Pimco is pushing this idea of emerging market bonds across its products. Another fund the Pimco Unconstratined Bond Strategy which can hold up to 50% emerging markets also ventures into this area but winds up with slim pickings in emerging asia debt and instead looks to outright currency positions.

from Pimco:

On the currency front, we are long a basket of Asian currencies, anchored by the Chinese yuan and with satellite positions in the South Korea won and Taiwan dollar. We believe these regions’ currency appreciation is a natural response to the fundamental need of China to shift from an export-oriented toward a more consumer-led economy. The Asian region has fared relatively well recovering from the latest bouts of global recession, and has the resources, labor force and rising total factor productivity that we believe will lead to a currency correction. We also hold positions that may benefit from expected weakness in the British pound and euro currencies.

Secondly the yield spreads are so minimal as to offer extremely limited risk return vs US bonds the highest yielding asia bond was indonesia 1t less that 2% over treasuries ...and there is certainly potential for political instability there. I would much rather hold emerging market stocks for my emerging portfolio and  if I were to put any fixed income on the risk side of the asset allocation do it through a purchase of a liquid high yield US dollar instrument like the HYG with a yield differential of well over 4.5% over treasuries.

A bond fund is in fact a very poor way to try to get a benefit from the growth in emerging markets.

In my view the new  products that incorporate large allocations to emerging markets bonds are a classic case of a "product" that has to be "sold" as opposed to a financial instrument that actually makes asset allocation cheaper and better.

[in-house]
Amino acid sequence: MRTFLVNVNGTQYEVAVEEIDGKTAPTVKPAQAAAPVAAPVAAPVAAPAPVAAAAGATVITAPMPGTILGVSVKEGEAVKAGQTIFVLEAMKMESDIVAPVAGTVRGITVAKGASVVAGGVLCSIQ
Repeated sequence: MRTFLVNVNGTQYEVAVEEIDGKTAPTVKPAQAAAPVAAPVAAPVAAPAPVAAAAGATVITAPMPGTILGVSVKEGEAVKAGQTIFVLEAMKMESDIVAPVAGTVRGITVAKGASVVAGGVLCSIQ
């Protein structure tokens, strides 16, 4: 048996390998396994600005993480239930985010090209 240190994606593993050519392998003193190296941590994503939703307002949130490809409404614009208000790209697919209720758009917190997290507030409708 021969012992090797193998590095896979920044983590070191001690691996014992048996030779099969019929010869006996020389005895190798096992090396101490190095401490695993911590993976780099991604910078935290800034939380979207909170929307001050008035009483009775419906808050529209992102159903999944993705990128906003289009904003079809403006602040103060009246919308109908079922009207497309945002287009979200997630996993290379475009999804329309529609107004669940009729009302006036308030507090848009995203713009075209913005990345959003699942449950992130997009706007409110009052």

Interestingly in an interrview on the pimco website  Lisa Kim one of their managers states the following:

In thinking about where this strategy fits in an investor’s asset allocation, consider why investors buy bonds in the first place. Typically, they are looking for (1) capital preservation, (2) diversification from equities, (3) income, (4) liquidity and (5) impact mitigation from an economic downturn. A core fixed income strategy and the Unconstrained Bond Strategy should really be no different in how they address each of the first four concerns.
the manager furthermore argues that in an inflationary rising rate environment their fund would do better than a standard bond fund

My response to the Pimco manager would be "maybe yes and maybe no" especially since the investor has no idea what the fund owns at any given point in time.

On the other hand I love the economic/scientific term occam's razor thks to wikipedia for this 

law of economy or law of succinctness). When competing hypotheses are equal in other respects, the principle recommends selection of the hypothesis that introduces the fewest assumptions and postulates the fewest entities while still sufficiently answering the question.. 

So if I were to refer back to the quotation above from Ms. Kim on why investors hold bonds and would be faced with the choice of:

a. A pimco actively managed portfolio that could contain foreign currency, emerging market bonds, mortgage backed securities, corporate bonds, taxable munis like the Unconstrained Bond Fund, the Global Advantage Bond Fund or even the flagship Pimco Total Return Fund


b. a mix of tbills and US Tips

It seems pretty self evident where occam's razor would point me